Congress understood that the nation’s banking system was becoming increasingly dependent on credit reporting, that inaccurate reports resulted in unfair and inefficient banking, and that you have a right to privacy. The result is that you now have more control over what’s said about you in credit bureau files and who can access your information. You also have the right to dispute errors or out-of-date information and to get a free copy of your credit report from each bureau every year. Not bad for the crowd from Washington, D.C.! Here are your main protections:

  • You must be told about any negative action taken as a result of information contained in your credit report, and you must be given free access to the same information. If the interest rate on your favorite credit card goes up, for example, you get to see a copy of the report that contains the data that led to that increase.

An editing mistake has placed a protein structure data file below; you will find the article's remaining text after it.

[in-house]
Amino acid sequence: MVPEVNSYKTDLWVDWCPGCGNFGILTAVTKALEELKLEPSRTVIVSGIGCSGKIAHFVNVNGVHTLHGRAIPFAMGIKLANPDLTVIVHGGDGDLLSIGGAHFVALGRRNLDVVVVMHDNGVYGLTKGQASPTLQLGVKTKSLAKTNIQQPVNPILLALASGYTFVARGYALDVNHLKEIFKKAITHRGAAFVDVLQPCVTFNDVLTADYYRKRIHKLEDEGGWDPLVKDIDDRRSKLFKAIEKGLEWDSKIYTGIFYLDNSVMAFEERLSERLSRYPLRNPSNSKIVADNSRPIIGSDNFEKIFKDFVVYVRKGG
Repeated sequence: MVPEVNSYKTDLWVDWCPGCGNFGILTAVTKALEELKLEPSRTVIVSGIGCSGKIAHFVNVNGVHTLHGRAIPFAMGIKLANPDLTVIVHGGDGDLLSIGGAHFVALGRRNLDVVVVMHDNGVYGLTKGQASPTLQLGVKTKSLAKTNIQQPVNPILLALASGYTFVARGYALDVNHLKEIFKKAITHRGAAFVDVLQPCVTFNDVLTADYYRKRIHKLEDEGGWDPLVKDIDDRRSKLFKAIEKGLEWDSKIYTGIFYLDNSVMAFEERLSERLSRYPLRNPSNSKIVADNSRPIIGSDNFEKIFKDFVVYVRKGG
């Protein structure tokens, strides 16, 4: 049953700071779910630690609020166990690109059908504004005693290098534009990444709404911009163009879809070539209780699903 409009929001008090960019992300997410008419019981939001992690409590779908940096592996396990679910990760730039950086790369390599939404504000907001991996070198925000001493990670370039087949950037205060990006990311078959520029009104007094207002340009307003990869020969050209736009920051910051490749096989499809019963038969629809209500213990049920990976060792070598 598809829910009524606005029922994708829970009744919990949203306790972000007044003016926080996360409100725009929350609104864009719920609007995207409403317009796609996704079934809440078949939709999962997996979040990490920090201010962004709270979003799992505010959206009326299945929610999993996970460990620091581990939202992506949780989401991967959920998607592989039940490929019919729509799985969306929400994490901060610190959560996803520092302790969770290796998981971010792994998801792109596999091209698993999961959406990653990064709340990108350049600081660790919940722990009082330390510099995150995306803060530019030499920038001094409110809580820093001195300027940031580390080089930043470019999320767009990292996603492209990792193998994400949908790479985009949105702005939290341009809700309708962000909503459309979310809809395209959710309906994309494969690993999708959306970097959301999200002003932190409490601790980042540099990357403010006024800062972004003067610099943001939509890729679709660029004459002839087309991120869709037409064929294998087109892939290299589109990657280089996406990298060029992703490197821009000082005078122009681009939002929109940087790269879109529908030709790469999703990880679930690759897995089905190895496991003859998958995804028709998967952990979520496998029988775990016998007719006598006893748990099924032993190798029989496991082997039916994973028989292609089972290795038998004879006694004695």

• You can find out what information is in your personal file. No more secrets! It’s your information and your file, so you can look at it.
  • You can get a free copy of your credit report at least every 12 months if you ask for one. You can also get a free report whenever you’re the object of identity theft or fraud, you’re on public assistance, or you’re unemployed but expect to apply for employment within 60 days.
  • You have the right to know your credit score. This score used to be as big a secret as what was in your bureau files. Score watching has become a favorite pastime for many and a profitable business for others.
  • The data in your file must be accurate, verifiable, and current. If data is incorrect or too old, you need only to ask, and it will be verified or removed pronto.